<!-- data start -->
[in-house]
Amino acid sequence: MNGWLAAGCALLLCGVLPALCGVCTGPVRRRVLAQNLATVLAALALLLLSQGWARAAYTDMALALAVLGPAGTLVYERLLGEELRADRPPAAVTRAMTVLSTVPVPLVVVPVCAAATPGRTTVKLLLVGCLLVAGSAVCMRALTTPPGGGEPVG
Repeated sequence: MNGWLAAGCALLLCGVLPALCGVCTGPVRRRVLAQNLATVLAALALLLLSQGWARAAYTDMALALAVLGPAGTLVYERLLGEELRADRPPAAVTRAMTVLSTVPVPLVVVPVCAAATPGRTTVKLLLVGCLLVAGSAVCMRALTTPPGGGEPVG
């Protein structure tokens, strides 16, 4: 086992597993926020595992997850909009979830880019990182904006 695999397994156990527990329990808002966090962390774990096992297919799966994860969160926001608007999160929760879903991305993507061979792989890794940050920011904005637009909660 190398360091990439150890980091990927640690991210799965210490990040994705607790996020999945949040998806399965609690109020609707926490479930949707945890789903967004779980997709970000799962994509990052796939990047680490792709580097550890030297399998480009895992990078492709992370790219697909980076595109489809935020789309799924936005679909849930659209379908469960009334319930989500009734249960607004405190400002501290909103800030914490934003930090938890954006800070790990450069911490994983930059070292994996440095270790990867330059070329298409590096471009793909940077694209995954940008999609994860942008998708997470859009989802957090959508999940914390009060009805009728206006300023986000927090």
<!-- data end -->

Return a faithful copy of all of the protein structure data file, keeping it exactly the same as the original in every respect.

[in-house]
Amino acid sequence: MNGWLAAGCALLLCGVLPALCGVCTGPVRRRVLAQNLATVLAALALLLLSQGWARAAYTDMALALAVLGPAGTLVYERLLGEELRADRPPAAVTRAMTVLSTVPVPLVVVPVCAAATPGRTTVKLLLVGCLLVAGSAVCMRALTTPPGGGEPVG
Repeated sequence: MNGWLAAGCALLLCGVLPALCGVCTGPVRRRVLAQNLATVLAALALLLLSQGWARAAYTDMALALAVLGPAGTLVYERLLGEELRADRPPAAVTRAMTVLSTVPVPLVVVPVCAAATPGRTTVKLLLVGCLLVAGSAVCMRALTTPPGGGEPVG
């Protein structure tokens, strides 16, 4: 086992597993926020595992997850909009979830880019990182904006 695999397994156990527990329990808002966090962390774990096992297919799966994860969160926001608007999160929760879903991305993507061979792989890794940050920011904005637009909660 190398360091990439150890980091990927640690991210799965210490990040994705607790996020999945949040998806399965609690109020609707926490479930949707945890789903967004779980997709970000799962994509990052796939990047680490792709580097550890030297399998480009895992990078492709992370790219697909980076595109489809935020789309799924936005679909849930659209379908469960009334319930989500009734249960607004405190400002501290909103800030914490934003930090938890954006800070790990450069911490994983930059070292994996440095270790990867330059070329298409590096471009793909940077694209995954940008999609994860942008998708997470859009989802957090959508999940914390009060009805009728206006300023986000927090």